Q & R: Helping Soldiers

Here’s the Q:

Thanks for your “New Kind of Christianity” book and your thoughts on whether or not God is violent.
I have a challenge in living with a congregation that imagines God is violent and with folks who feel that when I proclaim God’s nonviolence that I’m not loving “our” soldiers. I walk a fine line:
I want to honor and love soldiers who have suffered and “sacrificed”
I want to imagine new, Christ like ways of resolving conflict without the cycle of violence
I want to live the nonviolent, active peacemaking ways of Jesus
When I feel the most tension is on the Sundays around Memorial Day, Veterans Day, and the Fourth of July. Folks want me to preach, equating Christ’s sacrifice with a solder’s sacrifice. And I cannot do that. Yet I do love the veterans in our congregation and respect them! Do you have any response or suggestions?

Here’s the R:
Such an important question – and one that comes up more and more often.
First, I think you are using the right language … “I can not do that.” I think you have to explain why your conscience, your theology, and your sense of integrity won’t allow you to do that. I think you have to gently share your perspective – respecting those who differ, and asking them to respect you as well.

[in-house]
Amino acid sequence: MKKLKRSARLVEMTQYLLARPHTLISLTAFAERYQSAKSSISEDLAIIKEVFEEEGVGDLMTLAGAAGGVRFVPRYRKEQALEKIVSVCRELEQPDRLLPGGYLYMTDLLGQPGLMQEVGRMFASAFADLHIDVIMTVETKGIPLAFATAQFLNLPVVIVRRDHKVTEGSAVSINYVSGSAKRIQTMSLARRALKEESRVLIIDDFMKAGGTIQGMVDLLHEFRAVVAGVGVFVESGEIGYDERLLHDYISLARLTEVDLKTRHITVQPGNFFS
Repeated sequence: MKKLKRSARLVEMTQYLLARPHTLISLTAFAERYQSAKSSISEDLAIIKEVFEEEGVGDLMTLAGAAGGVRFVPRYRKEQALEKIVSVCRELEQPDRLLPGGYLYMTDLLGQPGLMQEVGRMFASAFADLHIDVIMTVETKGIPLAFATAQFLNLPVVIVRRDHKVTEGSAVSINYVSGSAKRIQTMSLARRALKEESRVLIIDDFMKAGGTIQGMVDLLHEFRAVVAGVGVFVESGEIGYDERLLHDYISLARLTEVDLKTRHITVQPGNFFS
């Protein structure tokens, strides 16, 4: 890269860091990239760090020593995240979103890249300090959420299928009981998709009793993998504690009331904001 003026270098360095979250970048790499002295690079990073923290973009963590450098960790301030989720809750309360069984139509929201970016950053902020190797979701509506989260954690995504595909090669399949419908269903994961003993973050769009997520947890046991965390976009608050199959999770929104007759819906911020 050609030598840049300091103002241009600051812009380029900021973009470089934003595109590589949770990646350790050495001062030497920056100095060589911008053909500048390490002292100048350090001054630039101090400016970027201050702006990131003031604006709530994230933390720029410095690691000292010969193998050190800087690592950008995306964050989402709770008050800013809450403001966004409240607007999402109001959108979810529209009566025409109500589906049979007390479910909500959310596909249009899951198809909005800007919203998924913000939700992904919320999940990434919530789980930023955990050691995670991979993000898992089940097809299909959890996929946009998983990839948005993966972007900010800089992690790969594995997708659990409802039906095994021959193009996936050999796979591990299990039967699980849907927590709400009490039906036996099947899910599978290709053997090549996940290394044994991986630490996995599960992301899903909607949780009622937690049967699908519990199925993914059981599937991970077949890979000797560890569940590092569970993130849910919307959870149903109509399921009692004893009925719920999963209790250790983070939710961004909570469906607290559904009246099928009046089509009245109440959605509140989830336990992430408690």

I’d recommend Logan Mehl-Laituri‘s new book, Reborn on the Fourth of July.
Logan has helped form a group called Centurion’s Guild that has a lot to offer.
And third, I’d check out the good work being done by my friends at Life in the Trinity Ministry. http://lifeinthetrinityministry.com/veteransevent/about
Suzanne Stabile told me about a veteran who said something like this to her: “The Republicans want us to be heroes, which means they don’t want us to talk about our pain, moral injury, or disillusionment. And the Democrats don’t know what to do with us. So nobody’s there to help us really heal and reintegrate into the community when we return.” There is an enormous need and opportunity for churches in this gap … and I hope churches like yours can move into the gap to help.
Bu the way – the current Time magazine cover story deals with suicides among soldiers … a timely article in light of your question. Soldiers and Veterans need us to be honest about their challenges, pain, needs … Making them heroes who can’t speak the truth about their experience, or criticizing the wars they fight are equally insufficient responses.